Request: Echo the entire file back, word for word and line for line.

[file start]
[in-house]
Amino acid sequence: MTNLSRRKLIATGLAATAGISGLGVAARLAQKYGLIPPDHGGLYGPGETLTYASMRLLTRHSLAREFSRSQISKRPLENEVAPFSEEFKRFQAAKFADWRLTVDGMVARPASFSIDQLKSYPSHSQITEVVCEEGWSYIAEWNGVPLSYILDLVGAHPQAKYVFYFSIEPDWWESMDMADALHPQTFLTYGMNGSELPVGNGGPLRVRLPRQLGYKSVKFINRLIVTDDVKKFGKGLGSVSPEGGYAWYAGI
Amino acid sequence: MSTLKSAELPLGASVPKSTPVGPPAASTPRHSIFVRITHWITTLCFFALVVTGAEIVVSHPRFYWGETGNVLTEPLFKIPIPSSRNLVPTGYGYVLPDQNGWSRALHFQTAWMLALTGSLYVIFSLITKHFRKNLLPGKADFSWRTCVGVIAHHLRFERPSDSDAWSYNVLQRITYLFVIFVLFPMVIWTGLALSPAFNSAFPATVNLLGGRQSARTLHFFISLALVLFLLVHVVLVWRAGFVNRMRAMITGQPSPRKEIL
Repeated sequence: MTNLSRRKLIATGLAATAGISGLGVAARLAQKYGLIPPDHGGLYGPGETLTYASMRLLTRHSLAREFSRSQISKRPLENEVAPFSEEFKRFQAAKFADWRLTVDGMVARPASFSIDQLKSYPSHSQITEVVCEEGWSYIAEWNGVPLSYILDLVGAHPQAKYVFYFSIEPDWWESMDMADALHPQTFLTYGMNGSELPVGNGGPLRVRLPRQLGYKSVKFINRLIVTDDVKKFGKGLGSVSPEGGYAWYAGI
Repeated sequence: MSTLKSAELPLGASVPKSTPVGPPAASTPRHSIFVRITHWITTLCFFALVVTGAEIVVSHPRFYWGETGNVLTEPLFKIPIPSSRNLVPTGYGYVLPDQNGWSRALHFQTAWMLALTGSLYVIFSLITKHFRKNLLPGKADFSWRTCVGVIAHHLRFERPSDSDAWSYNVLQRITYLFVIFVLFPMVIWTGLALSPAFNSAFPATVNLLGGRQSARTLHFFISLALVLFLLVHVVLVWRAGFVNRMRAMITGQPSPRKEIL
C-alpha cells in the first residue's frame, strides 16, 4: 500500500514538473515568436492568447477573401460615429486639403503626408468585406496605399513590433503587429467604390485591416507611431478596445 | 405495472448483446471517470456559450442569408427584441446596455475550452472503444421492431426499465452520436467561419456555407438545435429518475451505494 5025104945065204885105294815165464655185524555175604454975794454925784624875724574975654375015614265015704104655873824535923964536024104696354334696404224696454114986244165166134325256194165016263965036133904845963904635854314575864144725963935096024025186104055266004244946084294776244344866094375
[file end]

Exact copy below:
[in-house]
Amino acid sequence: MTNLSRRKLIATGLAATAGISGLGVAARLAQKYGLIPPDHGGLYGPGETLTYASMRLLTRHSLAREFSRSQISKRPLENEVAPFSEEFKRFQAAKFADWRLTVDGMVARPASFSIDQLKSYPSHSQITEVVCEEGWSYIAEWNGVPLSYILDLVGAHPQAKYVFYFSIEPDWWESMDMADALHPQTFLTYGMNGSELPVGNGGPLRVRLPRQLGYKSVKFINRLIVTDDVKKFGKGLGSVSPEGGYAWYAGI
Amino acid sequence: MSTLKSAELPLGASVPKSTPVGPPAASTPRHSIFVRITHWITTLCFFALVVTGAEIVVSHPRFYWGETGNVLTEPLFKIPIPSSRNLVPTGYGYVLPDQNGWSRALHFQTAWMLALTGSLYVIFSLITKHFRKNLLPGKADFSWRTCVGVIAHHLRFERPSDSDAWSYNVLQRITYLFVIFVLFPMVIWTGLALSPAFNSAFPATVNLLGGRQSARTLHFFISLALVLFLLVHVVLVWRAGFVNRMRAMITGQPSPRKEIL
Repeated sequence: MTNLSRRKLIATGLAATAGISGLGVAARLAQKYGLIPPDHGGLYGPGETLTYASMRLLTRHSLAREFSRSQISKRPLENEVAPFSEEFKRFQAAKFADWRLTVDGMVARPASFSIDQLKSYPSHSQITEVVCEEGWSYIAEWNGVPLSYILDLVGAHPQAKYVFYFSIEPDWWESMDMADALHPQTFLTYGMNGSELPVGNGGPLRVRLPRQLGYKSVKFINRLIVTDDVKKFGKGLGSVSPEGGYAWYAGI
Repeated sequence: MSTLKSAELPLGASVPKSTPVGPPAASTPRHSIFVRITHWITTLCFFALVVTGAEIVVSHPRFYWGETGNVLTEPLFKIPIPSSRNLVPTGYGYVLPDQNGWSRALHFQTAWMLALTGSLYVIFSLITKHFRKNLLPGKADFSWRTCVGVIAHHLRFERPSDSDAWSYNVLQRITYLFVIFVLFPMVIWTGLALSPAFNSAFPATVNLLGGRQSARTLHFFISLALVLFLLVHVVLVWRAGFVNRMRAMITGQPSPRKEIL
C-alpha cells in the first residue's frame, strides 16, 4: 500500500514538473515568436492568447477573401460615429486639403503626408468585406496605399513590433503587429467604390485591416507611431478596445 | 405495472448483446471517470456559450442569408427584441446596455475550452472503444421492431426499465452520436467561419456555407438545435429518475451505494 5025104945065204885105294815165464655185524555175604454975794454925784624875724574975654375015614265015704104655873824535923964536024104696354334696404224696454114986244165166134325256194165016263965036133904845963904635854314575864144725963935096024025186104055266004244946084294776244344866094375